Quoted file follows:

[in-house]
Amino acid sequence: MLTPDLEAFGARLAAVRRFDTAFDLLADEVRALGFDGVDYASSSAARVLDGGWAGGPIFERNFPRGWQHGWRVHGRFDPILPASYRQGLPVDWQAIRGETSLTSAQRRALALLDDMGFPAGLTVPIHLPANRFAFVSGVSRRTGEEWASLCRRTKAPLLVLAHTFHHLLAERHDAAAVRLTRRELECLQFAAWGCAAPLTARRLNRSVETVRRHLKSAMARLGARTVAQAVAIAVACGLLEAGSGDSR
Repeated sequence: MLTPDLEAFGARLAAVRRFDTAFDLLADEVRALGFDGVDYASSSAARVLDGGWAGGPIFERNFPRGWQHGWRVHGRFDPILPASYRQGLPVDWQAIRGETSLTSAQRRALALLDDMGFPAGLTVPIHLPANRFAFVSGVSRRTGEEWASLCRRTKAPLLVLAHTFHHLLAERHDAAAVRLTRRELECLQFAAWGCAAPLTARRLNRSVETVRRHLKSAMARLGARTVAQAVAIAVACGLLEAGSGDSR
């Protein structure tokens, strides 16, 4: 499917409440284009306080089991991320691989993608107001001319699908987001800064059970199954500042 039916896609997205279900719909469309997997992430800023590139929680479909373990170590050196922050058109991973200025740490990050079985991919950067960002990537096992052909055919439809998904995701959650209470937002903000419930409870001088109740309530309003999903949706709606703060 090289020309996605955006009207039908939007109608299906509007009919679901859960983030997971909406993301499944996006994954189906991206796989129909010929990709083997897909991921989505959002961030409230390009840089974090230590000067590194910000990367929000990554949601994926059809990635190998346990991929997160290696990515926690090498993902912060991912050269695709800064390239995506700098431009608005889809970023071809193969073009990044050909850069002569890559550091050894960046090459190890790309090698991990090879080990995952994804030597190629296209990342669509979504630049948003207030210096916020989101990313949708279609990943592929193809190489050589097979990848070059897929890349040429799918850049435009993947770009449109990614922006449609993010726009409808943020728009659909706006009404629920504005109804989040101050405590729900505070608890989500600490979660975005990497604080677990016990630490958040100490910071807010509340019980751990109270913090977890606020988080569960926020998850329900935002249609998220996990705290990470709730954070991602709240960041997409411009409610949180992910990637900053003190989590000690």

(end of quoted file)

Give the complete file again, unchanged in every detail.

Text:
[in-house]
Amino acid sequence: MLTPDLEAFGARLAAVRRFDTAFDLLADEVRALGFDGVDYASSSAARVLDGGWAGGPIFERNFPRGWQHGWRVHGRFDPILPASYRQGLPVDWQAIRGETSLTSAQRRALALLDDMGFPAGLTVPIHLPANRFAFVSGVSRRTGEEWASLCRRTKAPLLVLAHTFHHLLAERHDAAAVRLTRRELECLQFAAWGCAAPLTARRLNRSVETVRRHLKSAMARLGARTVAQAVAIAVACGLLEAGSGDSR
Repeated sequence: MLTPDLEAFGARLAAVRRFDTAFDLLADEVRALGFDGVDYASSSAARVLDGGWAGGPIFERNFPRGWQHGWRVHGRFDPILPASYRQGLPVDWQAIRGETSLTSAQRRALALLDDMGFPAGLTVPIHLPANRFAFVSGVSRRTGEEWASLCRRTKAPLLVLAHTFHHLLAERHDAAAVRLTRRELECLQFAAWGCAAPLTARRLNRSVETVRRHLKSAMARLGARTVAQAVAIAVACGLLEAGSGDSR
């Protein structure tokens, strides 16, 4: 499917409440284009306080089991991320691989993608107001001319699908987001800064059970199954500042 039916896609997205279900719909469309997997992430800023590139929680479909373990170590050196922050058109991973200025740490990050079985991919950067960002990537096992052909055919439809998904995701959650209470937002903000419930409870001088109740309530309003999903949706709606703060 090289020309996605955006009207039908939007109608299906509007009919679901859960983030997971909406993301499944996006994954189906991206796989129909010929990709083997897909991921989505959002961030409230390009840089974090230590000067590194910000990367929000990554949601994926059809990635190998346990991929997160290696990515926690090498993902912060991912050269695709800064390239995506700098431009608005889809970023071809193969073009990044050909850069002569890559550091050894960046090459190890790309090698991990090879080990995952994804030597190629296209990342669509979504630049948003207030210096916020989101990313949708279609990943592929193809190489050589097979990848070059897929890349040429799918850049435009993947770009449109990614922006449609993010726009409808943020728009659909706006009404629920504005109804989040101050405590729900505070608890989500600490979660975005990497604080677990016990630490958040100490910071807010509340019980751990109270913090977890606020988080569960926020998850329900935002249609998220996990705290990470709730954070991602709240960041997409411009409610949180992910990637900053003190989590000690």